Richard Angell has been appointed the new Chief Executive of Terrence Higgins Trust, the UK’s leading HIV and sexual health charity.

He will take over on 1 March after the current CEO, Ian Green OBE, steps down after seven years in the position.

Angell joined Terrence Higgins Trust in 2020 as its interim Head of Policy and Public Affairs before becoming Campaigns Director.

In this time, he has led on a year’s worth of activity to mark 40 years since the death of the charity’s namesake Terry Higgins, the first named person to die of an AIDS-related illness in the UK.

He has also overseen the charity’s response to mpox, previously referred to as monkeypox, as the charity worked to tackle stigma against gay, bisexual and other men who have sex with men.

In addition to this, Angell played an integral role in securing £20 million in government funding for opt-out HIV testing in emergency departments in areas of very high HIV prevalence, as well as helping to overturn discriminatory policies surrounding blood donation and serving in the military.

READ MORE: Terrence Higgins Trust launches sexual health archive to mark 40 years of HIV/AIDS activism

“Richard has had a remarkable impact on all aspects of Terrence Higgins Trust’s work since joining two and a half years ago,” said Green of the appointment. “We’ve worked closely together on many key issues and I’ve seen up close Richard at his best as a passionate problem-solver who gets things done. His appointment ensures a seamless transition and that we won’t take our foot off the gas for a second.”

Jonathan McShane, the charity’s chair, added that Angell’s “talent, passion and drive mean he’s the right person to ensure the charity makes the progress against our big goals – ending new HIV cases by 2030, ensuring everyone living with HIV is living well and tackling the acute inequalities in sexual and reproductive health.”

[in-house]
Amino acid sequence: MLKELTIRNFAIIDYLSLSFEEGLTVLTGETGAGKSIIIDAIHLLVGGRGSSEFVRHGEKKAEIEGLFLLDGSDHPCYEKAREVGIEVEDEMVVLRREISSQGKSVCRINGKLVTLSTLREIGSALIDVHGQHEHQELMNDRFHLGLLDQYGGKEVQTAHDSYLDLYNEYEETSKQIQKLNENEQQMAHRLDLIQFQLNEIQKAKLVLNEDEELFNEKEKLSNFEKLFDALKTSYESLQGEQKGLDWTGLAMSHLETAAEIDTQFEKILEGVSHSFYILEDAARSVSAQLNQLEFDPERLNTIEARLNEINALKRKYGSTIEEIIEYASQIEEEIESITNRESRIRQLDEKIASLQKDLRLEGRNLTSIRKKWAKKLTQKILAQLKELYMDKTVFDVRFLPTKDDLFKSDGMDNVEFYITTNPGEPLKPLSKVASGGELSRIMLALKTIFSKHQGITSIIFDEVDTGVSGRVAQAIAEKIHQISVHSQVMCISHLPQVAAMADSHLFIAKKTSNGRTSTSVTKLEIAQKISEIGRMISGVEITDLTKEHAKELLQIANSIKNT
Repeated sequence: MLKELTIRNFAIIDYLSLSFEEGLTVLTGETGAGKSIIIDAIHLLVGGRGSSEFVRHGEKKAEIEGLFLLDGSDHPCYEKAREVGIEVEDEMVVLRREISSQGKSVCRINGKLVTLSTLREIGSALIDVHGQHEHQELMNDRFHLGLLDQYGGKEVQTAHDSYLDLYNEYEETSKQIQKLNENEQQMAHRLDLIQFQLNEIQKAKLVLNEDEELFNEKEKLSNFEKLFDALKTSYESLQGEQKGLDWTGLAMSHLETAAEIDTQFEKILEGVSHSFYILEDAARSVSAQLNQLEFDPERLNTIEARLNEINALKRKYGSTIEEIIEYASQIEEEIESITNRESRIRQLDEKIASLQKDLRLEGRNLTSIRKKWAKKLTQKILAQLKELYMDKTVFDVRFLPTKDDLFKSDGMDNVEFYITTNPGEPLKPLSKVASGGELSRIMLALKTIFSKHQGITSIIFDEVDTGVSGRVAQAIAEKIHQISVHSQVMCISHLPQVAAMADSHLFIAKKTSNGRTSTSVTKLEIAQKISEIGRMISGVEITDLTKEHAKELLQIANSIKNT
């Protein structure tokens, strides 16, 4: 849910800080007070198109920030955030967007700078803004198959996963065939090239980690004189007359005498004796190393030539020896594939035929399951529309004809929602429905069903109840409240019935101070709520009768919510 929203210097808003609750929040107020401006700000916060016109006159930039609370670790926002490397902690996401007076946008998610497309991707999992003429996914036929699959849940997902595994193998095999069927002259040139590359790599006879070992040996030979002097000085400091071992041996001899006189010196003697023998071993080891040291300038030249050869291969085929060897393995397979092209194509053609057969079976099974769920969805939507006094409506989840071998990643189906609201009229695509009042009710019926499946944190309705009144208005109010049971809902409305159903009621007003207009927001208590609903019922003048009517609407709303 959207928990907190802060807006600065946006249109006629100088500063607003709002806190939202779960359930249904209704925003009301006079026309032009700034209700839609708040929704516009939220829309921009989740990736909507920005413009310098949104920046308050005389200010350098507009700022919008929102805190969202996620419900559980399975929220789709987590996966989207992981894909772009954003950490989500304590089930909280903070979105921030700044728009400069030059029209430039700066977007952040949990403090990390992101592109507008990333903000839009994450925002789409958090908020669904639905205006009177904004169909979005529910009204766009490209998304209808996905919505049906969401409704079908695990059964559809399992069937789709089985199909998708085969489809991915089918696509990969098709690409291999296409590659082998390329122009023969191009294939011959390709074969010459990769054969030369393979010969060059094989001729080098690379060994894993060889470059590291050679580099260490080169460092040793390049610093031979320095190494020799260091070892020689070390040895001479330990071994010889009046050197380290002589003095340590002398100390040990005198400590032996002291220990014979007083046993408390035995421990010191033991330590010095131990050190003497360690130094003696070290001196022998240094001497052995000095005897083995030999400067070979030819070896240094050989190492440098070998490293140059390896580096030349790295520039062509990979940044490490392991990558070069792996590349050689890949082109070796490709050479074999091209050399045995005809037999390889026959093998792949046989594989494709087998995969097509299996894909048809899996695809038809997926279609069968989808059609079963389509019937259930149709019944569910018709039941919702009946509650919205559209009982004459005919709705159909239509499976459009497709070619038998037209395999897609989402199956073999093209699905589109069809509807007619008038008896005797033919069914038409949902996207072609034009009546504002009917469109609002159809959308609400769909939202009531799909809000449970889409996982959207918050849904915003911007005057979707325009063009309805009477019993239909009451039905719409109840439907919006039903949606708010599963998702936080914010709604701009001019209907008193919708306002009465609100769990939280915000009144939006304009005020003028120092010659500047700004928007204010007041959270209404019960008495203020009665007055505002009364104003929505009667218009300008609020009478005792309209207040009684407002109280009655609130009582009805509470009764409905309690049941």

Angell has a proven track record of providing policy, communications and fundraising strategy advice to organisational leaders across the public, private and not-for-profit sectors.

He has previously worked for think tank Progress, as well as with political leaders in both the UK and Australia.

READ MORE: 5 leading politicians on ending new HIV transmissions in England by 2030

“It is an honour and privilege to take on this role of a lifetime leading a charity which has changed lives for the past four decades – and which continues to do so,” he said of his new role. “Terrence Higgins Trust is still here today because we’re adaptable, user-led and, crucially, quick to respond to the most pressing of issues in HIV, sexual and reproductive health.

“While the organisation doubles down on the goal to be the first country to end new HIV cases, by 2030, we will ensure our services are here for everyone living with HIV and that sexual and reproductive healthcare is the national priority it should be. I’m very excited about the future and hugely thankful to Ian Green OBE, the whole Terrence Higgins Trust team and our forebears who have worked for 40 years to change our country for the better.”

You can read the announcement in full here.